The 2016 Louis-Jeantet Prize for Medicine has been awarded to an Italian and American/British scientist for work that could have significant implications for medical research – including cancer. Each winner will receive CHF700,000 ($697,990) to carry out further studies.
Andrea Ballabio, who specialises in genetics and medicine, won the prize for his work on lysosomes – subcellular sacs that contain enzymes responsible for degrading and recycling cell waste. Ballabio’s team identified a master gene that controls lysosomal function, and promotes clearance of accumulated material. Their findings could allow researchers to treat human diseases that result when lysosome function goes awry, including cancer, obesity and infections.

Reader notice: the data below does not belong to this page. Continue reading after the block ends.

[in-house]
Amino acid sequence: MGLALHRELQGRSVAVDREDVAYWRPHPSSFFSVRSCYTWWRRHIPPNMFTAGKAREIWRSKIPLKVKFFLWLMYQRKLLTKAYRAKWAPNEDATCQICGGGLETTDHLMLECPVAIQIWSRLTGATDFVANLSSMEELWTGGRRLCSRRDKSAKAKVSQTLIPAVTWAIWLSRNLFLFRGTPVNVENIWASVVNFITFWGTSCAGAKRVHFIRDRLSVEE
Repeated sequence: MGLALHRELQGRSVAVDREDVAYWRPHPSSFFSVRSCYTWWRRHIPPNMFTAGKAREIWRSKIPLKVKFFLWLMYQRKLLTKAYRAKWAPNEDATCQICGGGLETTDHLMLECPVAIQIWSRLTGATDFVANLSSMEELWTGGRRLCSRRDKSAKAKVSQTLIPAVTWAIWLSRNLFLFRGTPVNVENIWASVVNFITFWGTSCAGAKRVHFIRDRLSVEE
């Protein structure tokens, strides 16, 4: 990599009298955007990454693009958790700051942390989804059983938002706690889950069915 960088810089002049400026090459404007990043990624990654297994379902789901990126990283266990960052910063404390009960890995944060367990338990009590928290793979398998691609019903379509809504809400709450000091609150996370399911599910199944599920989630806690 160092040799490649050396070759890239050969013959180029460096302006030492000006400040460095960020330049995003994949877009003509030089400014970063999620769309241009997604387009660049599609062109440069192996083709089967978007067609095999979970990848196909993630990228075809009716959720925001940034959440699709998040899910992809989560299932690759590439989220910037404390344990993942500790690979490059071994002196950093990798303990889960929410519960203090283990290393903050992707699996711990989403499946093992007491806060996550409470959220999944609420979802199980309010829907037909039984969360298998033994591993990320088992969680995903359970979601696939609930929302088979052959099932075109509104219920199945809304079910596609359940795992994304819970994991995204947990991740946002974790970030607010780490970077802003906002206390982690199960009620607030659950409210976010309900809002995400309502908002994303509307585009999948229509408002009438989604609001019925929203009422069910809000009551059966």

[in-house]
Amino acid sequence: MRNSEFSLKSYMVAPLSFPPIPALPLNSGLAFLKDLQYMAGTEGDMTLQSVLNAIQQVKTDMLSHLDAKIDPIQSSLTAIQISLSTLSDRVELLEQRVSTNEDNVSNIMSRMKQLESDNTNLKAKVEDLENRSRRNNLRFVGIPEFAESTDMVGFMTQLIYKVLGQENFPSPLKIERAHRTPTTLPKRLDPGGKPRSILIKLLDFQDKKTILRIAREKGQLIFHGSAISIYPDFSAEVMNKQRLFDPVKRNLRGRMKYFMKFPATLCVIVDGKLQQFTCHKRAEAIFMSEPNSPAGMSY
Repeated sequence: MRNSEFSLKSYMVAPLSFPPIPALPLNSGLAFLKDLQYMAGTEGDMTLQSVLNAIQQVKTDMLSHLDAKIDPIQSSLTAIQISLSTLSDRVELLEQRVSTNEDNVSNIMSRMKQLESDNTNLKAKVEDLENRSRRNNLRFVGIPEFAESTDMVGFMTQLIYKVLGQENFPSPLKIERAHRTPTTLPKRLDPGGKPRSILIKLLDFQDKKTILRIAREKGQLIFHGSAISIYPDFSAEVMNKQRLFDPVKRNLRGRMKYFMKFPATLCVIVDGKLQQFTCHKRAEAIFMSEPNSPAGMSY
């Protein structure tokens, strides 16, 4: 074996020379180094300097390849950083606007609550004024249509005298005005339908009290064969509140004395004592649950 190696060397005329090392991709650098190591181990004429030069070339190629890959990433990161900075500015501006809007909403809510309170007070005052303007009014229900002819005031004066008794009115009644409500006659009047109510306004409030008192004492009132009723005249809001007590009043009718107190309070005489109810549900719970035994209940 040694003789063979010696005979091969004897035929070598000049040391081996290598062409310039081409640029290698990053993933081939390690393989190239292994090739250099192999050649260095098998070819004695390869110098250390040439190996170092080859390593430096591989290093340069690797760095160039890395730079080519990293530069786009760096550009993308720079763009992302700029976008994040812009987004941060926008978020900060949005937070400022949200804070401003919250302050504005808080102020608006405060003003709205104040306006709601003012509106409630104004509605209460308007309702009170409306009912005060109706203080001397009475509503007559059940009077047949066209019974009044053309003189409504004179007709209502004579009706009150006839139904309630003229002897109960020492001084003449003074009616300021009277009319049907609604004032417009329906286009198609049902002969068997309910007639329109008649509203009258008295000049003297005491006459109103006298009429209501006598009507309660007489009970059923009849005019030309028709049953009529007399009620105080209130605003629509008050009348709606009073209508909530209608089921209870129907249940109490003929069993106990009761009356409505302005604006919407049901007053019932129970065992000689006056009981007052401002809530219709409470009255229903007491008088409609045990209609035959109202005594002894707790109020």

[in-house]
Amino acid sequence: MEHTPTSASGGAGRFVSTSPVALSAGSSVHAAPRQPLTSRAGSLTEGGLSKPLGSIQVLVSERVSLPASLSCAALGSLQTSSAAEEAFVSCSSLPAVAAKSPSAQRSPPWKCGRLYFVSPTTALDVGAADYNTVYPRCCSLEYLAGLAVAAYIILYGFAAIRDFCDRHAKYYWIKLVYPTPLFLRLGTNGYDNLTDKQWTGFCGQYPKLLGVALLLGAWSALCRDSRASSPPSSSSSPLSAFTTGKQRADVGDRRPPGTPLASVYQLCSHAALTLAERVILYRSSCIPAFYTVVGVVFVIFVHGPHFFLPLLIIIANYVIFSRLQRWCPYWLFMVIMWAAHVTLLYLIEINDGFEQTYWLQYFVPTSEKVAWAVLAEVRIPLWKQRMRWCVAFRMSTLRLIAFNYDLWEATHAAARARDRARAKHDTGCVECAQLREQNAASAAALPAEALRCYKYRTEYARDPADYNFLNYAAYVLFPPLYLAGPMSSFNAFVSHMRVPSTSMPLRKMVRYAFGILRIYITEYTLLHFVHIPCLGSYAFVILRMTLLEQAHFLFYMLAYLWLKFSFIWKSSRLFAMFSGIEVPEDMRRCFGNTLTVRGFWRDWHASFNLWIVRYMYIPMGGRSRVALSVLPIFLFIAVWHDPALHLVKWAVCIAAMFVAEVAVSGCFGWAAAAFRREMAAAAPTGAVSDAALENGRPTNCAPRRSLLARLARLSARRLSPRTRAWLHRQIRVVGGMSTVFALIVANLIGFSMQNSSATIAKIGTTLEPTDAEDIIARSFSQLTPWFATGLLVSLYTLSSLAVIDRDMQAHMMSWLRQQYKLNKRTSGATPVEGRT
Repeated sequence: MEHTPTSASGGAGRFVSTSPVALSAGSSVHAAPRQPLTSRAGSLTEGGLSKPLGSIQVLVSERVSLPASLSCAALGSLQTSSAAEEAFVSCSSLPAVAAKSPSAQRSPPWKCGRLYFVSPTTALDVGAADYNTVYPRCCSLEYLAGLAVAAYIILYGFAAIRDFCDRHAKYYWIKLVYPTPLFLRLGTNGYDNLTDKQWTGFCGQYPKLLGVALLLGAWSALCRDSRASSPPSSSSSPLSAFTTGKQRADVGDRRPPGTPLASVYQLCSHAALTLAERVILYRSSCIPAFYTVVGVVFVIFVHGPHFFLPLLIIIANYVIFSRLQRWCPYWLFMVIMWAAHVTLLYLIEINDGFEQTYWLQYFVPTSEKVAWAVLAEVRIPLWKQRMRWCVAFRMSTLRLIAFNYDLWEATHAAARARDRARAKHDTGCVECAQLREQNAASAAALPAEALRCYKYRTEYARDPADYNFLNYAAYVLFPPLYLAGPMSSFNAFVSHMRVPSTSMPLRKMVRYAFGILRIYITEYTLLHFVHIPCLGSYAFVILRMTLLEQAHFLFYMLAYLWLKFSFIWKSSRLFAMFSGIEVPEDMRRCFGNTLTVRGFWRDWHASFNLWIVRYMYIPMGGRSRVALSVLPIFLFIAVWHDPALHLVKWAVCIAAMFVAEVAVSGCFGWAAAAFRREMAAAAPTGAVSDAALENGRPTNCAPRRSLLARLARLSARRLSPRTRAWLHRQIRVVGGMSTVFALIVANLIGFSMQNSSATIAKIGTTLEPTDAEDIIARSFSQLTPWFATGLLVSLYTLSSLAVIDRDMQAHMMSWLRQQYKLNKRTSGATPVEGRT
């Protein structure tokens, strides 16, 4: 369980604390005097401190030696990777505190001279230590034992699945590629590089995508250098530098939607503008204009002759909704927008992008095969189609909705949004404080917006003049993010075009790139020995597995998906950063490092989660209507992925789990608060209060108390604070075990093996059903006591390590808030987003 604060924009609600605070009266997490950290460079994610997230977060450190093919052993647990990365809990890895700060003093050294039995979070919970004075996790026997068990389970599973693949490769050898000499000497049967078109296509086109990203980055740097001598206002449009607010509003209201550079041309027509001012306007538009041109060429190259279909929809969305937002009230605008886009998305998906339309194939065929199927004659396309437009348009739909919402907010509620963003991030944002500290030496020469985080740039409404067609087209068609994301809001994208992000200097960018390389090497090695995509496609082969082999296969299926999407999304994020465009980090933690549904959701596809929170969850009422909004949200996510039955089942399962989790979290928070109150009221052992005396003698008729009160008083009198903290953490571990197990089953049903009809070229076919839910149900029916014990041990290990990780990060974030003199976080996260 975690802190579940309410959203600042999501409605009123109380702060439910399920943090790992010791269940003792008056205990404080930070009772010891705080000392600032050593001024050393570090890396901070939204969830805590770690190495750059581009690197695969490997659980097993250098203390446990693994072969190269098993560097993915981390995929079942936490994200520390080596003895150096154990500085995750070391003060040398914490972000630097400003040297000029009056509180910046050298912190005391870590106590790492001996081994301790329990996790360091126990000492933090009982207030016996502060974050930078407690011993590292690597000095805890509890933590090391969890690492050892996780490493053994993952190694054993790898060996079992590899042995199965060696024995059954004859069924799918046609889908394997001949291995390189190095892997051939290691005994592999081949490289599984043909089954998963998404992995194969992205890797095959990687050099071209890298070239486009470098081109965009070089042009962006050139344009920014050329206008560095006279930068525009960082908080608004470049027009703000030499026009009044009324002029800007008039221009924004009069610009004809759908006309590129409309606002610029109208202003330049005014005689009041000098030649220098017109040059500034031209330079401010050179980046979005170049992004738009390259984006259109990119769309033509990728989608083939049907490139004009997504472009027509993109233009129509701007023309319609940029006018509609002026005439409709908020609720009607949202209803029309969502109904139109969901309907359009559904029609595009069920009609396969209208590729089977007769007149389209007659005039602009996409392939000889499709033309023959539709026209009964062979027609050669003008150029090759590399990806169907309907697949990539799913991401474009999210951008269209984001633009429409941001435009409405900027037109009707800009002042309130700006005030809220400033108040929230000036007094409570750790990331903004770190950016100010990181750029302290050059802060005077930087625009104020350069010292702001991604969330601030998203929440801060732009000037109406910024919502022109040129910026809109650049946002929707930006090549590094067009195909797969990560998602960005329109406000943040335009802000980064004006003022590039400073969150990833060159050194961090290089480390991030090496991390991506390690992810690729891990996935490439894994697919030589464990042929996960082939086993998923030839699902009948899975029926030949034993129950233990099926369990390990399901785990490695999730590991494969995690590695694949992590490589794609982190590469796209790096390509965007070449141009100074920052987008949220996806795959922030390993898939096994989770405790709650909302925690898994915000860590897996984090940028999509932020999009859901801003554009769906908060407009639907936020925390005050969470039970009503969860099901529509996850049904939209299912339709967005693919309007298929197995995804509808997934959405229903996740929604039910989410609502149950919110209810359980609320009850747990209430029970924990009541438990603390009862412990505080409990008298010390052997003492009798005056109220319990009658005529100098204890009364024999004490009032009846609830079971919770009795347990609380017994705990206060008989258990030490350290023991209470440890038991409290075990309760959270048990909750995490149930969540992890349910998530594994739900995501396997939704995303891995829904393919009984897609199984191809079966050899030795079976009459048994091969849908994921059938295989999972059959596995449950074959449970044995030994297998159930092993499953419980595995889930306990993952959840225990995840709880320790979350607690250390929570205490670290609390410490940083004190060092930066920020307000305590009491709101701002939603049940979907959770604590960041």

The other winner of the prize is biochemist John Diffley, for his contribution to the understanding of DNA replication. His research focuses on the mechanisms controlling the duplication of a cell’s chromosomes – a crucial process during which any errors could lead to cancer-causing mutations.
“The award is modelled on the Nobel Prize for medicine or physiology and is awarded for original thinking and discoveries that nobody imagined existed,” Jürg Schifferli, secretary of the scientific committee of the Louis-Jeantet Foundation, told swissinfo.ch.
Only researchers active in the Council of Europe member countries are eligible. So far, ten of the 84 winners have gone on to win a Nobel Prize.